Make no mistake: the 2012 election starts next Thursday. My point isn’t to be over-dramatic or say that any die will be irrevocably cast. But any possibility of a real jobs plan and — just as importantly — the outcome of the congressional debt committee are what the 2012 election will be about. Or to put it more clearly, President Obama needs to make that what the election is about.
Let’s discuss the second point first: the debt committee. Quite a lot was said after the debt deal about the scale of the cuts and the draconian ‘triggers’ that would kick in if the debt committee didn’t reach agreement on yet another round of spending cuts this fall. But that commentary missed the key element of how the deal was structured. None of the draconian trigger cuts actually go into effect until early 2013. And the amount of actual cuts in 2011 and 2012 are extremely small — almost trivial when compared to the scale of actual federal budget. So if the conferees can’t agree this fall on a debt deal, does the axe drop on Medicare and Social Security? No, it doesn’t. Nothing happens until 2013 — that is, after the 2012 election. That would make the 2012 election a referendum on upper income tax cuts versus draconian cuts to Medicare and Social Security — a debate Republicans fear and Democrats should welcome.
Then there’s the jobs front. Unemployment rate remains today at 9.1%, the persistence of which should not blind us to the catastrophic level of joblessness it signifies. The White House itself says it expects unemployment to average 9% through 2012. So no relief for the jobless or the president through election year. Those are catastrophic numbers. Given that they’ve basically been in place for almost three years the president is lucky to have levels of job support as high as he has, even though most Americans still blame George W. Bush rather than him for the economic crisis itself.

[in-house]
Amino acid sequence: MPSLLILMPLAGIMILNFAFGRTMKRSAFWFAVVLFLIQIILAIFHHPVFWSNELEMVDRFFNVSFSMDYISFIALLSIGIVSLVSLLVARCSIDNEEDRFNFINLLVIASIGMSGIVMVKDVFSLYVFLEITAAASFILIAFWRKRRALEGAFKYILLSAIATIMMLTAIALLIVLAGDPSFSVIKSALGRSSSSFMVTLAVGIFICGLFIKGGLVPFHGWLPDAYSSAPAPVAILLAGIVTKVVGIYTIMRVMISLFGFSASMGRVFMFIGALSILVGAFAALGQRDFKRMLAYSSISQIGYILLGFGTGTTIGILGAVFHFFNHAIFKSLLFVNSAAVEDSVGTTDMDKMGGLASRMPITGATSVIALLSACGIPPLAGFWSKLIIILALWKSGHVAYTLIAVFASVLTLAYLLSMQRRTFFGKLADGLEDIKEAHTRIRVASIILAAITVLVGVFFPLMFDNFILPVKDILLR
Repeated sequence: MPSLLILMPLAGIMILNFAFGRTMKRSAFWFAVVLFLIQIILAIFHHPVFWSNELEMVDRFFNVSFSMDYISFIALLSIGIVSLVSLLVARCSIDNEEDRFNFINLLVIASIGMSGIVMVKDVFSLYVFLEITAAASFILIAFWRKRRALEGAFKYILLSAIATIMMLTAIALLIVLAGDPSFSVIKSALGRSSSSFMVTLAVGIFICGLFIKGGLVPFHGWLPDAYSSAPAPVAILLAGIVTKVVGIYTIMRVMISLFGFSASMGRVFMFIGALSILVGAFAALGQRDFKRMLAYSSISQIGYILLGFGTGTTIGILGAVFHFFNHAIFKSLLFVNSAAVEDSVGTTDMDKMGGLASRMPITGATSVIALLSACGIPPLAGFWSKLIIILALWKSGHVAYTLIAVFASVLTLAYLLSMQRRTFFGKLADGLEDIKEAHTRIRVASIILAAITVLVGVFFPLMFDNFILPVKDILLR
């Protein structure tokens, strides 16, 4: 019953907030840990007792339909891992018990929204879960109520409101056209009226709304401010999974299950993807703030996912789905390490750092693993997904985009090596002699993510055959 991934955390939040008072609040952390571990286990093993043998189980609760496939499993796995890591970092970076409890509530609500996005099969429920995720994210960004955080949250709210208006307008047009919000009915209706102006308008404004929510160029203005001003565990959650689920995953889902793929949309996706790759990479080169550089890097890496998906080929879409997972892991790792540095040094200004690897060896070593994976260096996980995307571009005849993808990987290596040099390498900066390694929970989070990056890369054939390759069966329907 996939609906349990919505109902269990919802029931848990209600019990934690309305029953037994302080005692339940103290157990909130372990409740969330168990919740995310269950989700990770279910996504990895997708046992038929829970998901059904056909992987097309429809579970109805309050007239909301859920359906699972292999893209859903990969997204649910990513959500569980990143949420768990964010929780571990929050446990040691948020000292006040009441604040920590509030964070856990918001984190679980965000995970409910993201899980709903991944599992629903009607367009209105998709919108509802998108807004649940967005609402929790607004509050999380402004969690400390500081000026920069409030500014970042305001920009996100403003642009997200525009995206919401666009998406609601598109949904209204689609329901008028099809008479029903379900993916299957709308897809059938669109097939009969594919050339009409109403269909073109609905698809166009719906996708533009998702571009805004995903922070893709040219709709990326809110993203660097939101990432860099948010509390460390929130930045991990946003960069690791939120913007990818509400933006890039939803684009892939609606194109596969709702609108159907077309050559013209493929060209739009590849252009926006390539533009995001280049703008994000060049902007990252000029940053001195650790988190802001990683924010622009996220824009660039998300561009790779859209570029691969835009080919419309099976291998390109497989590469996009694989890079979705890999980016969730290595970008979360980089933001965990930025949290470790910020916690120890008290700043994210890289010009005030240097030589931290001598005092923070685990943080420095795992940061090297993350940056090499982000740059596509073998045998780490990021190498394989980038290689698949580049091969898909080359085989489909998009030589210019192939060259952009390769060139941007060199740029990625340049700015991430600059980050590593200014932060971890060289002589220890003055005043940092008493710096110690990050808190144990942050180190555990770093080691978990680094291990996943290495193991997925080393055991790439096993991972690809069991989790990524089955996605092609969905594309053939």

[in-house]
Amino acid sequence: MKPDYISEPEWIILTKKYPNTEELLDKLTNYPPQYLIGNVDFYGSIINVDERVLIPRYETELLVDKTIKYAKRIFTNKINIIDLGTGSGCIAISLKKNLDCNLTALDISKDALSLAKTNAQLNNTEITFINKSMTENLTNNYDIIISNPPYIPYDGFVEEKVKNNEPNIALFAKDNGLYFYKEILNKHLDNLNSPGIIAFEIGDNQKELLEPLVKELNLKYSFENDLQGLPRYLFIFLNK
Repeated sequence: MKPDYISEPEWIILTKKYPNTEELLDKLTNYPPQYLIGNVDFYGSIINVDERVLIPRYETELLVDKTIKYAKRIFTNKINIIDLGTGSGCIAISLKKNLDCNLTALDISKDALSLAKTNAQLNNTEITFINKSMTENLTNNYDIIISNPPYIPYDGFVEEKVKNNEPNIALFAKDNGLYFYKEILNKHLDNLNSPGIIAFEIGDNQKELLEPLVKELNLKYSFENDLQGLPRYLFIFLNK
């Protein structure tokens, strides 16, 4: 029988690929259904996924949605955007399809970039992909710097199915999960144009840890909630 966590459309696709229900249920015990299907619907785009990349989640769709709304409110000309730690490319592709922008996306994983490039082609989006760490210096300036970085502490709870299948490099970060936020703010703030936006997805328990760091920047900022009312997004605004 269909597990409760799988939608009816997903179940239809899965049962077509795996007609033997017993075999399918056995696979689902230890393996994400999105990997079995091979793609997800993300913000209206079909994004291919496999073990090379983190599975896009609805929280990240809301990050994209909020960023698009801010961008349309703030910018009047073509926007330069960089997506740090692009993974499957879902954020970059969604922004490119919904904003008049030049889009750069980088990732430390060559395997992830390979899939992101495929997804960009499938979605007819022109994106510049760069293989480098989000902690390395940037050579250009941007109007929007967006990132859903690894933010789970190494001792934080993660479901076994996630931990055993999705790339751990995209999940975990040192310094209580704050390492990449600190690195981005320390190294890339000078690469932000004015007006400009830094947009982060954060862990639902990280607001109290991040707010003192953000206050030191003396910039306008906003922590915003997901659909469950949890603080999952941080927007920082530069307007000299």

It is a given that House Republicans will not willingly pass anything over the next year to create jobs. They have even resisted tax cuts to do so, which settles the question of good faith on the issue. The White House is in a tough position because the public as a whole has soured significantly over the last three years on the proposition of a government role in pulling the country out of recession — a fact progressives have been very reluctant to recognize. But the president needs an argument about jobs to campaign on, even if he can’t get one passed. And to that end, the policy and political logics are identical. He needs to propose a real agenda on jobs that he can press from now until next November. What he proposes will almost certainly include a continuation of the payroll tax holiday that Republicans have heretofore refused to continue. And that will have some stimulative effect. But it is hard to imagine that will amount to much in itself, either economically or politically.
It’s necessary to reiterate the point. There’s no point in trying to find a plan for job creation that Republicans will support since they’ll oppose any plan the president comes up with. The limitation on the president’s plan should be the reality of anti-government turn of public opinion not the prospect of willing cooperation from his Republican foes.
This isn’t my thought. It’s what they were saying inside the White House after the debt deal/downgrade debacle.
Coming out of the debt deal the strategy inside the White House was to come back in early September proposing a mix of relatively small bore jobs initiatives (payroll tax holiday, etc.) and keep daring the Republicans to pass them until November 2012. On the debt front, drive a hardline with Republicans on the super committee. If they won’t consent to any new taxes, let the triggers kick in and take the whole thing to the people on the 2012 ballot.
That was the plan. I’m curious to see whether they’ll actually do it.
Josh Marshall is editor and publisher of TalkingPointsMemo.com.